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Obama doesn't sign LGBT Executive Order

 

By Ryan Collett

On Wednesday, President Obama refused to sign an Executive Order that would have ended employment discrimination by federal contractors based on sexual orientation.

The Labor and Justice Department supported the order which would have protected homosexuals from job discrimination at the federal level. Subsequently, all employers with federal contracts would have had LGBT protections in place.

Currently, there are no laws that protect homosexuals from employment discrimination by federal contractors. While Obama has previously expressed support for such protections, Congress still lacks the necessary votes to implement them.

An Obama administration official spoke of the issue to the New York Times, saying that they would, “support legislation that has been introduced and we will continue to work with Congressional sponsors to build support for it.”

Serious proponents for gay rights protections in employment say the move reveals a double standard in the Obama administration.

In the past year, Obama has signed dozens of executive orders on issues ranging from intellectual property rights to US involvement in Syria. The orders stem from Obama’s “We Can’t Wait” campaign, a plan set in motion last year as a way to not let “congressional gridlock” (as the campaign’s website calls it) interfere with important legislation needed in the country. The campaign’s issuing of Executive Orders is a way for important bills to bypass reluctant voters in Congress.

Gay rights activists are crying foul over what they see as a double standard. Joe Solmonese, president of the Human Rights Campaign, said on Wednesday, “we are extremely disappointed with this decision and will continue to advocate for an Executive Order from the President. The unfortunate truth is that hard-working Americans can be fired simply for being gay or transgender.”

Obama’s refusal to sign the Executive Order comes at a time when his reelection campaign is picking up momentum. While his signing of further gay rights legislation could deter important voters, his refusal on Wednesday could endanger his campaign’s funding from LGBT organizations.

Written By:
Ryan Collett
Ryan Collett
Fri, Apr 13, 2012
Comments
Comment by Bill Hansen
over 2 years ago

This is a man who knocked Hillary out of the running because he vowed not to play politics and to change the way "things are done" in Washington. By not signing the order, he's basically telling the gay community that he'll worry about them when it's politically acceptable, knowing most gays will vote for him over Romney. In other words, politics as usual. I may vote for him in November (because he is better than Romeny), however, I will no longer financially contribute to his campaign. He may be the best of two options, but that cab be a dangerous standard (in my opinion) to hold elected officials to.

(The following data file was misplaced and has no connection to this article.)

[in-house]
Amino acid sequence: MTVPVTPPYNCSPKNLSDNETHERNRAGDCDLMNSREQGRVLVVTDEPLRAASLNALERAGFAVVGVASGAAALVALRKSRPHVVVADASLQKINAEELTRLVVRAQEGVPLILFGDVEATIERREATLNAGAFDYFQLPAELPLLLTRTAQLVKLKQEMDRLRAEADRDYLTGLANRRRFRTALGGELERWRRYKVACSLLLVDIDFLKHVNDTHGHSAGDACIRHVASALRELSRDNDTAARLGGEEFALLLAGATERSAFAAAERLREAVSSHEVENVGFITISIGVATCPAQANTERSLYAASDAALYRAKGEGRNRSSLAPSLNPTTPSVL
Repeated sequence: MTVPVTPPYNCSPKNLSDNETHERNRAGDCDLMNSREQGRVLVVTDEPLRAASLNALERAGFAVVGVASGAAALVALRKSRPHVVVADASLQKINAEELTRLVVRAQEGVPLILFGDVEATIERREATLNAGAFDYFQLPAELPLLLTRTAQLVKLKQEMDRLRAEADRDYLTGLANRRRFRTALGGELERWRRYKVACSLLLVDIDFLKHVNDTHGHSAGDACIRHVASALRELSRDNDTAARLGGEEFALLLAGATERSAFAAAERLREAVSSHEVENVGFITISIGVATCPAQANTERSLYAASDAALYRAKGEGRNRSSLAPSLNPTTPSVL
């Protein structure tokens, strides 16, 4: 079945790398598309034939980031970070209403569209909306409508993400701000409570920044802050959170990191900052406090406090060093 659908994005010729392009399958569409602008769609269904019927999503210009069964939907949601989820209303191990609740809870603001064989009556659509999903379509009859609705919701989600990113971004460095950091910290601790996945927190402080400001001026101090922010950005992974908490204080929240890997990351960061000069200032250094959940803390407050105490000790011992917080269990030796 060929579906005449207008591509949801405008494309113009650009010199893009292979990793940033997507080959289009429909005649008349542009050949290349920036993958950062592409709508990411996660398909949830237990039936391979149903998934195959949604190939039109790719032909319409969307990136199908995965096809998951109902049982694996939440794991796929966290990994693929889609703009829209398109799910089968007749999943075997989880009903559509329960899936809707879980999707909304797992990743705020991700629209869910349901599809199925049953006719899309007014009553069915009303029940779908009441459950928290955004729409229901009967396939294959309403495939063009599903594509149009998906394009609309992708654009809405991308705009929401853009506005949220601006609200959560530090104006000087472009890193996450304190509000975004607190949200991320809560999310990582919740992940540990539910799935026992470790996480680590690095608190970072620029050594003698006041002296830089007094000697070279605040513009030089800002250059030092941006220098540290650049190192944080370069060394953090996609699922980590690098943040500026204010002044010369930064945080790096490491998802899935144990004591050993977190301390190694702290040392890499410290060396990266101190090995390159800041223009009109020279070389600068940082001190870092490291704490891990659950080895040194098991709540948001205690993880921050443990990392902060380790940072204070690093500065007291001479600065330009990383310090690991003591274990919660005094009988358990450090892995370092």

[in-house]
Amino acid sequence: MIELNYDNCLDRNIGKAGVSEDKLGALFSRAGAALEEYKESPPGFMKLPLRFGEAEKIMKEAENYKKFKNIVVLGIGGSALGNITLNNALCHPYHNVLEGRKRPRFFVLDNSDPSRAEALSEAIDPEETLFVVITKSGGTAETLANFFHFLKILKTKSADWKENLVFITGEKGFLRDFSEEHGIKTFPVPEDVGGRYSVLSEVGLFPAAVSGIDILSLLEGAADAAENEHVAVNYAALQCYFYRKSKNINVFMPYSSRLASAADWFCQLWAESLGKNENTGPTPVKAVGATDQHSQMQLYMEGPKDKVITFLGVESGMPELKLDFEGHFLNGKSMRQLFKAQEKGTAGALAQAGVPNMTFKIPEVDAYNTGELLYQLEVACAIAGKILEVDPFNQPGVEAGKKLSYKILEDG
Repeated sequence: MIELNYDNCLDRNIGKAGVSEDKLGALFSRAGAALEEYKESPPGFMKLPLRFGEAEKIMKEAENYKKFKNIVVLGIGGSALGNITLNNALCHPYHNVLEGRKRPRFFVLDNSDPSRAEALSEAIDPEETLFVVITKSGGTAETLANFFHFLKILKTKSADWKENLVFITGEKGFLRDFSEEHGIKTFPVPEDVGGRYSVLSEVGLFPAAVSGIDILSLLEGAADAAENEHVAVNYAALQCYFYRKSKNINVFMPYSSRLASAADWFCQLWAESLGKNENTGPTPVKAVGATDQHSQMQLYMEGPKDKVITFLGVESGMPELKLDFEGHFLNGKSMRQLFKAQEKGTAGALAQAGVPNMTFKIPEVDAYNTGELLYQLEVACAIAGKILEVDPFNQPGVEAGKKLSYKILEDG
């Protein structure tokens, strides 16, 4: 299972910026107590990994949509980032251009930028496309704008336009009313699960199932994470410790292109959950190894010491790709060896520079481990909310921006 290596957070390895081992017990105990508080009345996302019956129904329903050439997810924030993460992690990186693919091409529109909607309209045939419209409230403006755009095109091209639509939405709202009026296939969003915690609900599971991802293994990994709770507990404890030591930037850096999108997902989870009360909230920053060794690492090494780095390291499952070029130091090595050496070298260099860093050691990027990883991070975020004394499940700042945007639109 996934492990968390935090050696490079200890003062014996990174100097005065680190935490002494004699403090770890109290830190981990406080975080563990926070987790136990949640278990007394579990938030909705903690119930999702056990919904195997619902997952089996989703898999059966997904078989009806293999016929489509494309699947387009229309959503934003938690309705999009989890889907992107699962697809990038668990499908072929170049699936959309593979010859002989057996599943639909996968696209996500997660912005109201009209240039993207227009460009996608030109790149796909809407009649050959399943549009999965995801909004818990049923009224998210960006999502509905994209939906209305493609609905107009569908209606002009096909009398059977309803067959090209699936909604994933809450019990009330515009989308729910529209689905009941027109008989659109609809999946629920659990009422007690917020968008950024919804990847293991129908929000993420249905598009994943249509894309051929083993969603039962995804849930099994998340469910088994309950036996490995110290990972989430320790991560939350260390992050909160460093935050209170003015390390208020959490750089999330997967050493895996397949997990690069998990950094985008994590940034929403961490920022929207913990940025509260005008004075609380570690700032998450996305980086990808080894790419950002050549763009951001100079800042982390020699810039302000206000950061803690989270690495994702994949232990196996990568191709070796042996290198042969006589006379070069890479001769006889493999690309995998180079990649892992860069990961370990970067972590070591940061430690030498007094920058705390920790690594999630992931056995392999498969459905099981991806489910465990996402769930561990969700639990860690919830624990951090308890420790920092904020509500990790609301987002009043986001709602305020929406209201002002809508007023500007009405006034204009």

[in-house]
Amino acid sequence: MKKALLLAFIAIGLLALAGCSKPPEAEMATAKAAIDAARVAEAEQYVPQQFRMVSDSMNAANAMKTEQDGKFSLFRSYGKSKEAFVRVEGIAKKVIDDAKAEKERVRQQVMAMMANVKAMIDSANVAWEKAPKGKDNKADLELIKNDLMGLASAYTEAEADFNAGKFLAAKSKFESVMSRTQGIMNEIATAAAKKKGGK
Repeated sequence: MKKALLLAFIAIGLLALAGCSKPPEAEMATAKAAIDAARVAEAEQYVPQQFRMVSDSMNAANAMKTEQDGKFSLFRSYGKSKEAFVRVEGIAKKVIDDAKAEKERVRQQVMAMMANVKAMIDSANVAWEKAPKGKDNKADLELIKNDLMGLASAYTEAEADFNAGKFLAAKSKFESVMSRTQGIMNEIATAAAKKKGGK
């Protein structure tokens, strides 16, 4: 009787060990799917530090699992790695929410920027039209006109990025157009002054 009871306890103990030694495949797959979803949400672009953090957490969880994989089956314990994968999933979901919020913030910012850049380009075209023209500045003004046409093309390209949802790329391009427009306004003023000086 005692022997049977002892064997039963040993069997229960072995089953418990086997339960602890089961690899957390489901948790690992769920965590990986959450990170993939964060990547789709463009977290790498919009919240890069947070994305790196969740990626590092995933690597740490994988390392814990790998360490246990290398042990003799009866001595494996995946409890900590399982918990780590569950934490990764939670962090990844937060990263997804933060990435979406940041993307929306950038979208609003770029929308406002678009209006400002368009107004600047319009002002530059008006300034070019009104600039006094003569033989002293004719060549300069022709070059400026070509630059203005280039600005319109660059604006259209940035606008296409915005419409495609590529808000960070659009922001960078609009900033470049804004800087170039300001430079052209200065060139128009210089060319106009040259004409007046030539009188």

Comment by Derek Williams
over 2 years ago

I don't agree that a royal decree, i.e. Executive Order, is the way forward. The President could have used this power to invalidate DADT, but chose instead to let it go to Congress, in other words, to the People. That was in my view, a political masterstroke. Not only did it result in wide-ranging and far-reaching debate, but it also proved that the American people supported such a sea-change. Using the Executive Order in this case is very different because it is shoving something down the public's throats despite their apparent support. It's one thing for people to say to pollsters that they don't mind gays "so long as they stay out of my bedroom", it is quite another to force them to employ members of a disliked minority. The outcome will almost certainly be widespread civil disobedience and a very low compliance rate, ultimately undermining not on the Executive Order itself, but all future such decrees once it becomes apparent they can be flouted with impunity. Anti-discrimination legislation is not like the others for which the President has exercised his power to rule by decree. Such laws in essence, force employers to hire LGBT people whom they utterly despise. This can hardly be pleasant for either the hater or the hated. The LGBT minority needs to do a lot more footwork to deliver the President rock solid grounds for over-riding Congress, or better yet, work on the Republican Congress so the outcome cannot so easily be overturned by an incoming Republican presidency, whose incumbent candidates have already promised to reinstate DADT and uphold DOMA. "A man convinced against his will, is of the same opinion still."

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